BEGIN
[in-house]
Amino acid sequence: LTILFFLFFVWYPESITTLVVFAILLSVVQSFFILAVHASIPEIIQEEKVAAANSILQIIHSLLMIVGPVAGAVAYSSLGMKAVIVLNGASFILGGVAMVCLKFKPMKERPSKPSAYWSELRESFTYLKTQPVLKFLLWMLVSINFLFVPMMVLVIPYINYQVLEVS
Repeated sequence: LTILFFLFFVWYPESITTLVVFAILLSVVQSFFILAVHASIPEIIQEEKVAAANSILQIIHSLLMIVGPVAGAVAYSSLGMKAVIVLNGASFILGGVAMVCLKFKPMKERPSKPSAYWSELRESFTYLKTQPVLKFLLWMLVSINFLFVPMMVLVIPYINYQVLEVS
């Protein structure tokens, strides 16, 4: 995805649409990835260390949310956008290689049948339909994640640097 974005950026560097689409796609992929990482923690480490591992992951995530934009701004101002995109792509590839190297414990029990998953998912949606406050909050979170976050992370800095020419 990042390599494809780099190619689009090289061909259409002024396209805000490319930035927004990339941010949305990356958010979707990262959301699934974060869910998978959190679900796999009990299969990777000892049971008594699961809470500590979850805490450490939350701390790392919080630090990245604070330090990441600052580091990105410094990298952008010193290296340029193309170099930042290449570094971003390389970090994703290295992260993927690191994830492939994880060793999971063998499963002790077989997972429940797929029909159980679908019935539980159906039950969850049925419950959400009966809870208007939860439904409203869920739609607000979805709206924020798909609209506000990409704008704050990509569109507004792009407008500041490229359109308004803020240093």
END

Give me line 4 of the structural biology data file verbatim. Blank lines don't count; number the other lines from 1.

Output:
């Protein structure tokens, strides 16, 4: 995805649409990835260390949310956008290689049948339909994640640097 974005950026560097689409796609992929990482923690480490591992992951995530934009701004101002995109792509590839190297414990029990998953998912949606406050909050979170976050992370800095020419 990042390599494809780099190619689009090289061909259409002024396209805000490319930035927004990339941010949305990356958010979707990262959301699934974060869910998978959190679900796999009990299969990777000892049971008594699961809470500590979850805490450490939350701390790392919080630090990245604070330090990441600052580091990105410094990298952008010193290296340029193309170099930042290449570094971003390389970090994703290295992260993927690191994830492939994880060793999971063998499963002790077989997972429940797929029909159980679908019935539980159906039950969850049925419950959400009966809870208007939860439904409203869920739609607000979805709206924020798909609209506000990409704008704050990509569109507004792009407008500041490229359109308004803020240093």